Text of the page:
Working with Fat Childrenhttp://www.radiancemagazine.com/kids_project/working.htm[1/17/2011 12:15:31 AM]
genetically determined (Price et al., 1990; Stunkard et al., 1986; Stunkard, Harris, Pedersen & McClearn, 1990). In a study of same-sex, identical and nonidentical twins, estimated heritability of obesity was 88 percent (Borjeson, 1976). Price, Cadoret,Stunkard & Troughton (1987) found a strong relationship between body mass index (BMI) of adoptees and their biologicalparents, whereas no relationship was found in the BMI of adoptees and their adoptive parents.Research has shown that metabolic rate has a genetic pattern. The metabolic rate of the four-year-old children of fat parents was10 percent lower than the rate of the four-year-old children of parents who were not fat (Griffiths & Payne, 1976). At threemonths of age, the BMIs of infants of lean and obese mothers were indistinguishable. However, the energy expenditure was morethan 20 percent lower in the infants who later became fat (Roberts, Savage, Coward, Chew & Lucas, 1988). The findings of Ravussin et al. (1988), who studied energy expenditure among Southwest American Indians, indicate that, although there was nodifference between fat and lean children in caloric intake, the children of fat parents became fat later in life.Fat children, as a group, do not eat more than average-size children. Withholding or restricting someone else’s food is the sameas starving that person, and it feels the same: torturous. And when one withholds or restricts one’s own food intake, we call it adiet. In reality, it is self-starvation.Several reviews of behavioral and dietary treatments of obesity have revealed the dismal failure of these methods (Bennett &Gurin, 1982; Garner & Wooley, 1991; Wadden, Stunkard & Liebschutz, 1988). Although almost all weight-loss programs appearto demonstrate moderate success in promoting at least some short-term weight loss, there is virtually no evidence that clinicallysignificant weight loss can be maintained over the long term by the vast majority of people.The most successful weight-loss programs studied have incorporated behavior management techniques, exercise, social influence,longer treatment duration, and continued therapeutic contact after the end of formal treatment. Although these strategies havebeen found to promote greater weight loss and improved maintenance during the first eighteen months after treatment, long-termfollow-up studies (Garner & Wooley, 1991) show that in time, weight is gradually regained, with many participants weighingmore than they did before the programs.For example, in a five-year follow-up study, Stalonas, Perri & Kerzner (1984) reported that the average participant had gained11.9 pounds since the end of treatment, making him or her 1.49 pounds heavier than when treatment began. Researchers studying114 men and 38 women who had successfully completed a fifteen-week behavioral weight-loss program reported that less than 3percent maintained their post-treatment weight loss after four years (Kramer, Jeffery, Forster & Snell, 1989). Weight reboundseems to be almost as reliable a consequence of treatment as initial weight loss (Garner & Wooley, 1991).Not only do such methods fail to produce lasting results, but there is strong evidence that continued attempts at dieting result inincreased biological resistance to weight loss. Young people are often advised to lose weight now because it gets harder to lose asone gets older. However, the earlier one starts this cycle of losing and regaining, the heavier one will be as an adult.Teachers, parents, and other caregivers who lack understanding of the variations in growth patterns that occur during childhoodmay do more harm than good. Poor role modeling and attempts to limit children’s food intake are ineffective and can even beharmful in dealing with children’s body-size issues (Ikeda & Naworski, 1992). The more pressure we put on children andadolescents to conform to the ideal body type, the more we perpetuate the myth that this ideal can be achieved by everyone.Furthermore, we are sending children the message that they are damaged and need to change in order to be acceptable.In reality, it seems that body weight is regulated by physiological mechanisms that oppose the displacement of weight caused byeither over- or underfeeding. This concept, known as “set point,” accounts for the data from human and animal studies showingthat there is a remarkable stability and homeostasis of body weight over time (Bennett & Gurin, 1982). Set point accounts notonly for the difficulty people have in losing weight, but also for the extreme difficulty some people have in gaining weight andmaintaining that weight gain.In essence, as body weight is reduced, the resting metabolic rate is also reduced. Therefore, it takes increased restriction of caloric intake to maintain any weight loss. Furthermore, when food intake is normalized after a period of food restriction, there isa tendency for energy to be redeposited preferentially as body fat (Dulloo & Girardier, 1990).In sum, a small percentage of children will slim down as they physically mature, and for some very few, weight-loss programsmay have long-term benefits. However, the vast majority of children and adolescents who attempt to artificially control theirweight will experience failure and frustration, leading to lower self-esteem.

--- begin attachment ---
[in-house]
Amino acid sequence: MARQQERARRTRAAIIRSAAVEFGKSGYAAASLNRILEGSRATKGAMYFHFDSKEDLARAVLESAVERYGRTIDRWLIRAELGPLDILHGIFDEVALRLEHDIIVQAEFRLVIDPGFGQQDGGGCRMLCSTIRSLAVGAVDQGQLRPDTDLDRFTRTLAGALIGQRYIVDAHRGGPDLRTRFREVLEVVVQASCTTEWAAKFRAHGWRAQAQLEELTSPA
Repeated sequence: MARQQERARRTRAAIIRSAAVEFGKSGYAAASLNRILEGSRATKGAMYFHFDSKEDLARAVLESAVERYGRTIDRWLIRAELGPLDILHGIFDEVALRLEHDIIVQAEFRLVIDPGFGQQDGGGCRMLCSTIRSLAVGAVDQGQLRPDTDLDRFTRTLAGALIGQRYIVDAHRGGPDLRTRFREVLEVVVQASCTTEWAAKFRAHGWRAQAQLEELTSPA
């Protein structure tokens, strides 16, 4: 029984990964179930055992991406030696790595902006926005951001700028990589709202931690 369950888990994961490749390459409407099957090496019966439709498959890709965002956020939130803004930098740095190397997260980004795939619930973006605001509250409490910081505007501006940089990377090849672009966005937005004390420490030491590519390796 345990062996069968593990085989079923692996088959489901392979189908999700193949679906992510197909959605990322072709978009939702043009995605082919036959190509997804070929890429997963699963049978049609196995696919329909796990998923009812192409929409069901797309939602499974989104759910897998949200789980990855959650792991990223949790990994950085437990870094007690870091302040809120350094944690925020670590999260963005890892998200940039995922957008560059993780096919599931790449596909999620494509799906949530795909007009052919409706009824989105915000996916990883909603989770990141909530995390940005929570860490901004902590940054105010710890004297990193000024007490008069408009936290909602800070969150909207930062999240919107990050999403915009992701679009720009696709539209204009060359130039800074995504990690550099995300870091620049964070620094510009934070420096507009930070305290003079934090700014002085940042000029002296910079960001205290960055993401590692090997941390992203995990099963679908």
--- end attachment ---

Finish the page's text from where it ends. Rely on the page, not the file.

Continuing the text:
Recommendations for Supporting Fat Children